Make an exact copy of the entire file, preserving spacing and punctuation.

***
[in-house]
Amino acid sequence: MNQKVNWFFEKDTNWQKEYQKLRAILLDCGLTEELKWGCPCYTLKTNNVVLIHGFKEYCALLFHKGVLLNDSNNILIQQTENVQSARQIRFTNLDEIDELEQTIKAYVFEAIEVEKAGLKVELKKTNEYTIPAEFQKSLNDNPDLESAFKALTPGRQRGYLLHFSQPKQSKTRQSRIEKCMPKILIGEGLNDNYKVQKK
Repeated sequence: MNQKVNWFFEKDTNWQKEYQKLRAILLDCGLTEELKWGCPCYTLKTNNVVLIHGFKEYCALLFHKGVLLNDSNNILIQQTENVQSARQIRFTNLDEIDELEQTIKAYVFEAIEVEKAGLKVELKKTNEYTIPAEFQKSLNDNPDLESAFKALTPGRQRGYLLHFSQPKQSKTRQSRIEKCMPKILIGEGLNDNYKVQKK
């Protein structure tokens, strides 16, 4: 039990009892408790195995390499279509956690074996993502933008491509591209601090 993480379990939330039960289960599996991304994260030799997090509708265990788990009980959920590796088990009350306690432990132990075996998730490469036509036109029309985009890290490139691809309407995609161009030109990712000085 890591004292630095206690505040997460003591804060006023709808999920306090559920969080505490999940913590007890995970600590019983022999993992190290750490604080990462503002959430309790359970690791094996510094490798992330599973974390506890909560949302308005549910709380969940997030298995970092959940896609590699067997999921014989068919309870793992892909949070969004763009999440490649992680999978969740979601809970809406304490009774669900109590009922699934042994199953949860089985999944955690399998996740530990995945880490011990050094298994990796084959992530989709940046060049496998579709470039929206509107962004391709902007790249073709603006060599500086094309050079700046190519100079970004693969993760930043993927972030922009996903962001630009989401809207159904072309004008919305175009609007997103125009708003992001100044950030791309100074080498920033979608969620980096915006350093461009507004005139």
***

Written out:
[in-house]
Amino acid sequence: MNQKVNWFFEKDTNWQKEYQKLRAILLDCGLTEELKWGCPCYTLKTNNVVLIHGFKEYCALLFHKGVLLNDSNNILIQQTENVQSARQIRFTNLDEIDELEQTIKAYVFEAIEVEKAGLKVELKKTNEYTIPAEFQKSLNDNPDLESAFKALTPGRQRGYLLHFSQPKQSKTRQSRIEKCMPKILIGEGLNDNYKVQKK
Repeated sequence: MNQKVNWFFEKDTNWQKEYQKLRAILLDCGLTEELKWGCPCYTLKTNNVVLIHGFKEYCALLFHKGVLLNDSNNILIQQTENVQSARQIRFTNLDEIDELEQTIKAYVFEAIEVEKAGLKVELKKTNEYTIPAEFQKSLNDNPDLESAFKALTPGRQRGYLLHFSQPKQSKTRQSRIEKCMPKILIGEGLNDNYKVQKK
């Protein structure tokens, strides 16, 4: 039990009892408790195995390499279509956690074996993502933008491509591209601090 993480379990939330039960289960599996991304994260030799997090509708265990788990009980959920590796088990009350306690432990132990075996998730490469036509036109029309985009890290490139691809309407995609161009030109990712000085 890591004292630095206690505040997460003591804060006023709808999920306090559920969080505490999940913590007890995970600590019983022999993992190290750490604080990462503002959430309790359970690791094996510094490798992330599973974390506890909560949302308005549910709380969940997030298995970092959940896609590699067997999921014989068919309870793992892909949070969004763009999440490649992680999978969740979601809970809406304490009774669900109590009922699934042994199953949860089985999944955690399998996740530990995945880490011990050094298994990796084959992530989709940046060049496998579709470039929206509107962004391709902007790249073709603006060599500086094309050079700046190519100079970004693969993760930043993927972030922009996903962001630009989401809207159904072309004008919305175009609007997103125009708003992001100044950030791309100074080498920033979608969620980096915006350093461009507004005139």